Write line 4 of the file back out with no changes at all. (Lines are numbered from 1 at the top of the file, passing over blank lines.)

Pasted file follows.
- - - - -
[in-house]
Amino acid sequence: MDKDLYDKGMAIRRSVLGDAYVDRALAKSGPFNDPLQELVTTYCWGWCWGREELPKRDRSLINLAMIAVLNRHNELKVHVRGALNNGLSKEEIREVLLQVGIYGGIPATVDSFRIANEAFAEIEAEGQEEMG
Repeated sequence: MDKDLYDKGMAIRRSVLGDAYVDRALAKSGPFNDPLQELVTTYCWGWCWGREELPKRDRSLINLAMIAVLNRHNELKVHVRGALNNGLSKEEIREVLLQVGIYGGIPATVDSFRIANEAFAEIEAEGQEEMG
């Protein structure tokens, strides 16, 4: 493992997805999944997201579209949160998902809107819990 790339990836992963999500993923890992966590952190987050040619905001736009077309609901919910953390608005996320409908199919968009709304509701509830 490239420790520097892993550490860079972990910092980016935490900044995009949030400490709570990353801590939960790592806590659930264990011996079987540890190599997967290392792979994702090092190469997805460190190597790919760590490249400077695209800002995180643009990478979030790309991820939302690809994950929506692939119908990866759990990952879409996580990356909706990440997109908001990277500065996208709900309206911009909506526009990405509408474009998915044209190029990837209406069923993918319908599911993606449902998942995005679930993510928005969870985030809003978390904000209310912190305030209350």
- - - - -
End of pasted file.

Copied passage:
């Protein structure tokens, strides 16, 4: 493992997805999944997201579209949160998902809107819990 790339990836992963999500993923890992966590952190987050040619905001736009077309609901919910953390608005996320409908199919968009709304509701509830 490239420790520097892993550490860079972990910092980016935490900044995009949030400490709570990353801590939960790592806590659930264990011996079987540890190599997967290392792979994702090092190469997805460190190597790919760590490249400077695209800002995180643009990478979030790309991820939302690809994950929506692939119908990866759990990952879409996580990356909706990440997109908001990277500065996208709900309206911009909506526009990405509408474009998915044209190029990837209406069923993918319908599911993606449902998942995005679930993510928005969870985030809003978390904000209310912190305030209350």